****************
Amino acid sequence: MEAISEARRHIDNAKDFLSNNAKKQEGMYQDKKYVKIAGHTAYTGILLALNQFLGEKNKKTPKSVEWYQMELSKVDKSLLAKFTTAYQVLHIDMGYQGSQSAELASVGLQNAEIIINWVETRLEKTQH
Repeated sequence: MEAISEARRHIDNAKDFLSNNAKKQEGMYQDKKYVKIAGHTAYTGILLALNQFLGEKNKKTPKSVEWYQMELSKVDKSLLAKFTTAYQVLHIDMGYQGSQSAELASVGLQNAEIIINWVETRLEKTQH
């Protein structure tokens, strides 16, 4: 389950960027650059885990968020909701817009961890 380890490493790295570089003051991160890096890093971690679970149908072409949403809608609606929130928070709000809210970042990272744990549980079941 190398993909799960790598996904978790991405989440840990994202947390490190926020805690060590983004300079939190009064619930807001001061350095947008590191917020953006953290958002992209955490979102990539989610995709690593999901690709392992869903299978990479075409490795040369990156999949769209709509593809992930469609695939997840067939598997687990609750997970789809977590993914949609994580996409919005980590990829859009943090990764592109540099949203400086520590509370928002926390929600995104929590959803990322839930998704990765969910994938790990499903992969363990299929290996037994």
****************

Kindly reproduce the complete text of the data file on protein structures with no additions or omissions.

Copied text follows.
Amino acid sequence: MEAISEARRHIDNAKDFLSNNAKKQEGMYQDKKYVKIAGHTAYTGILLALNQFLGEKNKKTPKSVEWYQMELSKVDKSLLAKFTTAYQVLHIDMGYQGSQSAELASVGLQNAEIIINWVETRLEKTQH
Repeated sequence: MEAISEARRHIDNAKDFLSNNAKKQEGMYQDKKYVKIAGHTAYTGILLALNQFLGEKNKKTPKSVEWYQMELSKVDKSLLAKFTTAYQVLHIDMGYQGSQSAELASVGLQNAEIIINWVETRLEKTQH
């Protein structure tokens, strides 16, 4: 389950960027650059885990968020909701817009961890 380890490493790295570089003051991160890096890093971690679970149908072409949403809608609606929130928070709000809210970042990272744990549980079941 190398993909799960790598996904978790991405989440840990994202947390490190926020805690060590983004300079939190009064619930807001001061350095947008590191917020953006953290958002992209955490979102990539989610995709690593999901690709392992869903299978990479075409490795040369990156999949769209709509593809992930469609695939997840067939598997687990609750997970789809977590993914949609994580996409919005980590990829859009943090990764592109540099949203400086520590509370928002926390929600995104929590959803990322839930998704990765969910994938790990499903992969363990299929290996037994």